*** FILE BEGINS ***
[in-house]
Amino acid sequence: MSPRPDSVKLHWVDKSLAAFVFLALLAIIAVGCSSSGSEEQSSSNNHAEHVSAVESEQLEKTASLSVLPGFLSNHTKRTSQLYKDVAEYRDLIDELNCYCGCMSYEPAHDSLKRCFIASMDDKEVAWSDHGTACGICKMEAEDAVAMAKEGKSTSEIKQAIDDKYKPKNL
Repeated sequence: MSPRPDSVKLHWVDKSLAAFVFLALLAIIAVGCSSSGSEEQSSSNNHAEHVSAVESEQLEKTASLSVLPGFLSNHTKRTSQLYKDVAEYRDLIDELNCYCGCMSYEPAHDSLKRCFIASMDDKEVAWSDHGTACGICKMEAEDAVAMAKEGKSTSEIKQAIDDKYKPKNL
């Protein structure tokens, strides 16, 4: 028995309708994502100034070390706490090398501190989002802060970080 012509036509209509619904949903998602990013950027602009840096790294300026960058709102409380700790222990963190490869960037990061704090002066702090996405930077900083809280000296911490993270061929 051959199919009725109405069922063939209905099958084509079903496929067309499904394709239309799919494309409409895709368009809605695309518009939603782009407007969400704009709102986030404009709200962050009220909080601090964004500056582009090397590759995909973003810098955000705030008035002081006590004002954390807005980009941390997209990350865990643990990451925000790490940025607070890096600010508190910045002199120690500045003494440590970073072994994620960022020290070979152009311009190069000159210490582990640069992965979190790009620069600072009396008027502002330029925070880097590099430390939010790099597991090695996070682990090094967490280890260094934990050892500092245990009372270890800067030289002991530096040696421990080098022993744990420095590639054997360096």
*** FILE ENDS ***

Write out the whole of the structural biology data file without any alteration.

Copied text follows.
[in-house]
Amino acid sequence: MSPRPDSVKLHWVDKSLAAFVFLALLAIIAVGCSSSGSEEQSSSNNHAEHVSAVESEQLEKTASLSVLPGFLSNHTKRTSQLYKDVAEYRDLIDELNCYCGCMSYEPAHDSLKRCFIASMDDKEVAWSDHGTACGICKMEAEDAVAMAKEGKSTSEIKQAIDDKYKPKNL
Repeated sequence: MSPRPDSVKLHWVDKSLAAFVFLALLAIIAVGCSSSGSEEQSSSNNHAEHVSAVESEQLEKTASLSVLPGFLSNHTKRTSQLYKDVAEYRDLIDELNCYCGCMSYEPAHDSLKRCFIASMDDKEVAWSDHGTACGICKMEAEDAVAMAKEGKSTSEIKQAIDDKYKPKNL
């Protein structure tokens, strides 16, 4: 028995309708994502100034070390706490090398501190989002802060970080 012509036509209509619904949903998602990013950027602009840096790294300026960058709102409380700790222990963190490869960037990061704090002066702090996405930077900083809280000296911490993270061929 051959199919009725109405069922063939209905099958084509079903496929067309499904394709239309799919494309409409895709368009809605695309518009939603782009407007969400704009709102986030404009709200962050009220909080601090964004500056582009090397590759995909973003810098955000705030008035002081006590004002954390807005980009941390997209990350865990643990990451925000790490940025607070890096600010508190910045002199120690500045003494440590970073072994994620960022020290070979152009311009190069000159210490582990640069992965979190790009620069600072009396008027502002330029925070880097590099430390939010790099597991090695996070682990090094967490280890260094934990050892500092245990009372270890800067030289002991530096040696421990080098022993744990420095590639054997360096």